Voice precognition: One reason more why brick-and-mortar stores are disappearing


I placed the shrink-wrapped box on the counter and the checkout girl smiled at me. She had a light in her eyes, an intimate twinkle that was hard to match, unless you were genetically gifted or practiced a lot.

It went downhill from there.

“Hi, how are you doing today?”

Her first question was fine. The second one, asked as she scanned my purchase, told me everything I needed to know about the rest of our relationship.

“Would you like to purchase our extended warranty program that gives you peace of mind against hardware problems for an additional two years?”

“No thanks, I’m not interested.”

“May I ask why?”

“It’s just a fifty-dollar device. If it breaks within a year, it’s still under factory warranty and I’ll get it exchanged. If it makes it longer, it probably won’t break between years one and three. Besides, all extended warranty policies like this are done for a profit – the customers lose in the long run. So while I do realize some situations call for an extended warranty, mine isn’t one of them. I stopped in to quick get this thing – I could’ve ordered it online for less cost, but I wanted it today, and now I just want to get back to my office.”

…I would’ve said that, but I didn’t. I just shrugged and looked away. Her eyes lost a little of their twinkle, and her lips changed from their happy-looking parabola to a resolved parallelogram. It was clearly my fault I wasn’t spending more money, and by doing so I was disappointing her personally.

She tried again.

“Are you a member of our ‘Super Savers’ program?”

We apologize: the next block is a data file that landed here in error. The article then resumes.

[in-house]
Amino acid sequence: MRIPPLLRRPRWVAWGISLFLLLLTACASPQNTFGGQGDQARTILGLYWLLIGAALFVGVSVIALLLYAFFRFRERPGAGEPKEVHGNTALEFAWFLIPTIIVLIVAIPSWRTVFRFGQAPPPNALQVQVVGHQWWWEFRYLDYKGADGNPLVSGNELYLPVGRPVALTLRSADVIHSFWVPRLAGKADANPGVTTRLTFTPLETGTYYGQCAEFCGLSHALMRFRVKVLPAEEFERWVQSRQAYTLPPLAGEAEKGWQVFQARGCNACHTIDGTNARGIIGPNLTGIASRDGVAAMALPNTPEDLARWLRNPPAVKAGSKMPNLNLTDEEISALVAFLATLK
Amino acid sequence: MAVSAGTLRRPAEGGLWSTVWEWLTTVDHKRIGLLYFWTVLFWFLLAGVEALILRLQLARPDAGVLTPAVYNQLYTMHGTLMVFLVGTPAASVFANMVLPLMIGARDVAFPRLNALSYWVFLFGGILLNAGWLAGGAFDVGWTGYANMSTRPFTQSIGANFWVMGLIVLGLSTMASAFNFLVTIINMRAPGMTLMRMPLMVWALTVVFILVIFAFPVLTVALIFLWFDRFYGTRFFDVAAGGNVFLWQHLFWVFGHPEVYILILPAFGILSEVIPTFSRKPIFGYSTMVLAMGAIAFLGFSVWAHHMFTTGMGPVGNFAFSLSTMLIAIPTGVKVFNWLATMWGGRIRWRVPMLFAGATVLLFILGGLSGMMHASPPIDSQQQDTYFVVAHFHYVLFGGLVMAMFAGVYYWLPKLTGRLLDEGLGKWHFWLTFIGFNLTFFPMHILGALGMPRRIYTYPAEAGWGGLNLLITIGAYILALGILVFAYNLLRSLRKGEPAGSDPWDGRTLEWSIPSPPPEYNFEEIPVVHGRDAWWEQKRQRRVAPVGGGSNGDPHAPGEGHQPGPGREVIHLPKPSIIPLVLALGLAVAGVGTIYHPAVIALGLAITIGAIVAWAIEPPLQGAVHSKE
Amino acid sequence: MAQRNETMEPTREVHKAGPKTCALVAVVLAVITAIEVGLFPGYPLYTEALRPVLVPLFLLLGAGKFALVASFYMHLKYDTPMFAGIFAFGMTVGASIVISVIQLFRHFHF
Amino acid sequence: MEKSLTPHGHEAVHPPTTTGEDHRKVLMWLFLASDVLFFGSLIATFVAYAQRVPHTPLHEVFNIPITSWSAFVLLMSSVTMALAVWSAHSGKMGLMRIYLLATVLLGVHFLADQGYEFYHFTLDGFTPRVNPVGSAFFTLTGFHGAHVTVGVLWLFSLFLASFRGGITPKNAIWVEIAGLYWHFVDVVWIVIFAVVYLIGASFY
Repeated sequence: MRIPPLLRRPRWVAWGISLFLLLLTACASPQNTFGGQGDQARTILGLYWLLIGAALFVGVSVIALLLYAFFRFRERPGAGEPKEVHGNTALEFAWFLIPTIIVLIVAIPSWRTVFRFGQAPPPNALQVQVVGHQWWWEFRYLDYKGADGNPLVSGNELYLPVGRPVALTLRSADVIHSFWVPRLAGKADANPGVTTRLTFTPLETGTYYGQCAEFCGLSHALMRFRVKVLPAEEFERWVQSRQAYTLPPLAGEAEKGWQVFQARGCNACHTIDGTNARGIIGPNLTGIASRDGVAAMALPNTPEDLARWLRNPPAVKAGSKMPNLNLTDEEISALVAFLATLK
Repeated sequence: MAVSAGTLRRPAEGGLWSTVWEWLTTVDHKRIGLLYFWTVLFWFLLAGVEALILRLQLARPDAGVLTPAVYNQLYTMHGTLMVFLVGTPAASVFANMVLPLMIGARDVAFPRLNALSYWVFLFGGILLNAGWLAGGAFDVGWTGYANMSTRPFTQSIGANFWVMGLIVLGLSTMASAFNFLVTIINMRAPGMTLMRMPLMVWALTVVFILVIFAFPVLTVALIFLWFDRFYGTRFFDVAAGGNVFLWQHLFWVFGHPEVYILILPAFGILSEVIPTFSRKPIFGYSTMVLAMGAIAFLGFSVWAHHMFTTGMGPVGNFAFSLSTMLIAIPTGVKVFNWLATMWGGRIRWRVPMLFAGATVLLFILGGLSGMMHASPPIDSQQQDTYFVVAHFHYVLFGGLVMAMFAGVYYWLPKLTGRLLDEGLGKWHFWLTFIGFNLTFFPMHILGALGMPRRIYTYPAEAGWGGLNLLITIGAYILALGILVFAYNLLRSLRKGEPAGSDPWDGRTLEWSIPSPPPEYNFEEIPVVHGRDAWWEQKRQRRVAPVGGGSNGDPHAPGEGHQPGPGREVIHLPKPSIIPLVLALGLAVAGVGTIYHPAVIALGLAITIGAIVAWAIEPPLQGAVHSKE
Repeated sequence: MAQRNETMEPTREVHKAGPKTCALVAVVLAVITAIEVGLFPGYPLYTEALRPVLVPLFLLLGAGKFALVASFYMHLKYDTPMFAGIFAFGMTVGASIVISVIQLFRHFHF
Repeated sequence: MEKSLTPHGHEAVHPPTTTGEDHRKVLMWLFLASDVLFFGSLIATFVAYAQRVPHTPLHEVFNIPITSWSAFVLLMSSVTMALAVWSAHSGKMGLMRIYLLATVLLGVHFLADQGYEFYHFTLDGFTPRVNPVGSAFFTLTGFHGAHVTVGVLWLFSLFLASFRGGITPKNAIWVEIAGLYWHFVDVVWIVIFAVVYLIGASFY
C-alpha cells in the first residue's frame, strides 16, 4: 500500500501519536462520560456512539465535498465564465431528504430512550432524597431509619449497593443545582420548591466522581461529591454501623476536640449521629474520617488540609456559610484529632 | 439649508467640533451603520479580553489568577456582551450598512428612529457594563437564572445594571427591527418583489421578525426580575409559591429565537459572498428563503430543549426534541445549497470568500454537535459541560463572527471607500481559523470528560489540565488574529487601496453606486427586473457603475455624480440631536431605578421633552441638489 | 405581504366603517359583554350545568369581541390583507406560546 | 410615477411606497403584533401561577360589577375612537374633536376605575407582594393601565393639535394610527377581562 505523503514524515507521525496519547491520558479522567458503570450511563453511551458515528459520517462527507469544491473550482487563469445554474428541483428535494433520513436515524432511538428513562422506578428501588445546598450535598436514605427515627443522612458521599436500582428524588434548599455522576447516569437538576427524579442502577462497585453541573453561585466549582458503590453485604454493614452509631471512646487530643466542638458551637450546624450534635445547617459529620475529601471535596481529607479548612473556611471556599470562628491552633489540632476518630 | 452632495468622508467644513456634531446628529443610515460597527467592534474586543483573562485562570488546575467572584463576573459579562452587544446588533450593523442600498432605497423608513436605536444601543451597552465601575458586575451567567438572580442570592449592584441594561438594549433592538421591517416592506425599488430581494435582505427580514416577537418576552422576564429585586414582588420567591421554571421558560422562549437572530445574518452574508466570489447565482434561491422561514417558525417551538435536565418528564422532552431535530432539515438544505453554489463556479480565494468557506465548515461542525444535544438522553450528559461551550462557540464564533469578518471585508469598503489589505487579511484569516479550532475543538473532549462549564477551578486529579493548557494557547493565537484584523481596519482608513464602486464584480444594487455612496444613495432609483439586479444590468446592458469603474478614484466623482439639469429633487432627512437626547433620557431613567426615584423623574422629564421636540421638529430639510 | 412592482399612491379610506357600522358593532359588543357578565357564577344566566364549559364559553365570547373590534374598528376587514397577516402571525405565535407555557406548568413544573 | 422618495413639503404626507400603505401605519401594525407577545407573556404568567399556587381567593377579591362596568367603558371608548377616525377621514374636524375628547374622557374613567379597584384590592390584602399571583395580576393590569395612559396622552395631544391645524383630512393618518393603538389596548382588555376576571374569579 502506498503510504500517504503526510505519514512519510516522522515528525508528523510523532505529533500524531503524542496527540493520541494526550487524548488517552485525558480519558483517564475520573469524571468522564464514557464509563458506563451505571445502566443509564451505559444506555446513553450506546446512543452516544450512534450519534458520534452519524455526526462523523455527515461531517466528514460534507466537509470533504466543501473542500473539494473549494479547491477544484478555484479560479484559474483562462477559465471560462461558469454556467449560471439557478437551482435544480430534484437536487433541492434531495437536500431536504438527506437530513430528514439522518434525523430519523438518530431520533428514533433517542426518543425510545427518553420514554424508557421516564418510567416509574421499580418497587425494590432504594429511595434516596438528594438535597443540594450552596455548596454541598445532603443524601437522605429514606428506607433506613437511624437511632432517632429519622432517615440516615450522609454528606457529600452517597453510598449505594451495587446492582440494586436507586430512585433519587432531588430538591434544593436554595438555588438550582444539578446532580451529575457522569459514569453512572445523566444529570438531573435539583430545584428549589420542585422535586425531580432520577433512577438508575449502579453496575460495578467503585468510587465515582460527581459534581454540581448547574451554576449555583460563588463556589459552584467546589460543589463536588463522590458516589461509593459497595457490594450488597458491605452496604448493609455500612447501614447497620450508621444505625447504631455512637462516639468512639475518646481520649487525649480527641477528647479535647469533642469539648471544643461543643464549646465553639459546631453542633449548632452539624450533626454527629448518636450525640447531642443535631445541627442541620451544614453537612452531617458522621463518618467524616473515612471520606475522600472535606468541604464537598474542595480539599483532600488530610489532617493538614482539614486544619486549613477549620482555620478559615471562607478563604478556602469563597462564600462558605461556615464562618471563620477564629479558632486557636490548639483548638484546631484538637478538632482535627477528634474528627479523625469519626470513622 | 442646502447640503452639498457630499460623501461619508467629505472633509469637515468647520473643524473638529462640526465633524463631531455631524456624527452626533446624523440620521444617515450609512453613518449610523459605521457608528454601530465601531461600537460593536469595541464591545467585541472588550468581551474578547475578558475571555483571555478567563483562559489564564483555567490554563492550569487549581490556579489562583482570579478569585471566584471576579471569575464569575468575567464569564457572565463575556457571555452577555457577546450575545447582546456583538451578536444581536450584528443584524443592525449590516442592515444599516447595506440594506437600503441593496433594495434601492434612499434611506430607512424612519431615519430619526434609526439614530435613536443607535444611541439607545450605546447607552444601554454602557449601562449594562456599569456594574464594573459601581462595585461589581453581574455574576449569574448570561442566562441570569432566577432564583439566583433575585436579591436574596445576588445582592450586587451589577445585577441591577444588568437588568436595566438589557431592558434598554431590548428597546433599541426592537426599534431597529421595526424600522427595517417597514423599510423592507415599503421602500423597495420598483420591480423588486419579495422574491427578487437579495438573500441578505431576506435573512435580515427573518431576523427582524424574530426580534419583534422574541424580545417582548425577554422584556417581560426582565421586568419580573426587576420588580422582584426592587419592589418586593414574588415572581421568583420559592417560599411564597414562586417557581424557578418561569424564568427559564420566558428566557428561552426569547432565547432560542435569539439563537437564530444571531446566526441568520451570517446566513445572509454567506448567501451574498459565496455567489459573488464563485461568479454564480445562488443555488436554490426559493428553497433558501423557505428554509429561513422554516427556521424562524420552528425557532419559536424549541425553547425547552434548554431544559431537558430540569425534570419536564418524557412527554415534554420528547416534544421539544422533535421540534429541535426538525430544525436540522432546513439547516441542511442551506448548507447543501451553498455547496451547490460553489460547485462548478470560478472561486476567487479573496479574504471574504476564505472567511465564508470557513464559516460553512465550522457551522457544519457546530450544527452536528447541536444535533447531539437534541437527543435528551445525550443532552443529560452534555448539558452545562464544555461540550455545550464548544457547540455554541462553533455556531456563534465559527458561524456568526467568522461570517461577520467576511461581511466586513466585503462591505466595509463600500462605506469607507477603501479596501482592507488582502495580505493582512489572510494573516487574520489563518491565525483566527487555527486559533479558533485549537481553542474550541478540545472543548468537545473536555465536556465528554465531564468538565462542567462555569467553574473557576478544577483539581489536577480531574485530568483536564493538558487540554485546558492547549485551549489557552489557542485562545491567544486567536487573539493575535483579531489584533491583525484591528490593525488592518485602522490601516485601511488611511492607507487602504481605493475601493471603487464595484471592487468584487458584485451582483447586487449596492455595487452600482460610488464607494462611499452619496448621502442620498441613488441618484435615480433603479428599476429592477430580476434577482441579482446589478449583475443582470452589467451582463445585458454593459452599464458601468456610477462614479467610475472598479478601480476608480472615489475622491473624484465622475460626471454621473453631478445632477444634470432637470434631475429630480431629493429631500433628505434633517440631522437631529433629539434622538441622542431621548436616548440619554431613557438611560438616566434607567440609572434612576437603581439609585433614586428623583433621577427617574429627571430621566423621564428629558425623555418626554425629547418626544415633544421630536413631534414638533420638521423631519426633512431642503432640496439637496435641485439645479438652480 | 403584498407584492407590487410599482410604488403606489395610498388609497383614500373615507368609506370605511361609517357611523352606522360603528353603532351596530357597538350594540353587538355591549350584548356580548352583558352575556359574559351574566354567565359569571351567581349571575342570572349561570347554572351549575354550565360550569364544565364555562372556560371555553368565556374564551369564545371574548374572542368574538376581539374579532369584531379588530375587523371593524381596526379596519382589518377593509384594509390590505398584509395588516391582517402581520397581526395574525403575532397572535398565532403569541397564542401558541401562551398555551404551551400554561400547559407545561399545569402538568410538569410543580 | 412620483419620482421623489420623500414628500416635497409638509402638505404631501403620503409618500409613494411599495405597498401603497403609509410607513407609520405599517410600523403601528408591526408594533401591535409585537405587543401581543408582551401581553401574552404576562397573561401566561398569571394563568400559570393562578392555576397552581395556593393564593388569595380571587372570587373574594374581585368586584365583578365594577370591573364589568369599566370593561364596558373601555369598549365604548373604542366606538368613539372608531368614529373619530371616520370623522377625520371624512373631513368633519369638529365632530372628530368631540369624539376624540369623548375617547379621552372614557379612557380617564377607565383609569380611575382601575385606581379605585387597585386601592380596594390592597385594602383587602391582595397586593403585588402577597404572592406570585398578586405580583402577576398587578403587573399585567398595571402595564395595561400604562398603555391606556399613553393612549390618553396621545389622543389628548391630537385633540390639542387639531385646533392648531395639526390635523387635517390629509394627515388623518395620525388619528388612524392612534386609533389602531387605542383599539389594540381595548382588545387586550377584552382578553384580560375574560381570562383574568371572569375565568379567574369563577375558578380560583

“No, thank you.”

“Just so you know, I don’t work on commission! Can I interest you in our interest-free credit card that gets you 5% off every in store-purchase?”

“No, thanks.”

She hovered carefully-painted fingernails above the cash register keyboard.

“Can I get your home phone number for our records?”

“No.”

My answers were growing shorter. Just like my temper.

All I wanted to do was to spend fifty bucks and leave. If she kept asking me questions, my clearly-throbbing forehead vein was going to pop and she’d be responsible for the mess.

“Why is it so hard,” I said, frustration boiling over, “to just give you my money? I don’t want anything else!”

There. It was out. Some things just had to be said.

“I’m sorry,” she said. Her intimate eyes now flashed cold and arrogant. “I have to ask the questions. It’s just my job.”

“Just because it’s your job doesn’t make it okay.”

Again, some things just had to be said.

…Actually, everything above is what I wanted to happen. Reality was a bit different: I said “no” to all questions, paid my money, got my purchase and left, my thoughts a seething irritation. I pledged not to appear in that store again if I could help it.

Online shopping isn’t immediate, but the experience can’t be beat. A store’s customer treatment tells us exactly how they see their clients: In this case, I was a money-filled udder. Squeeze me hard and milk me dry.

Attention every store everywhere: The easier you make the shopping experience, the more likely it is that customers will come back.

Some things shouldn’t need to be said.

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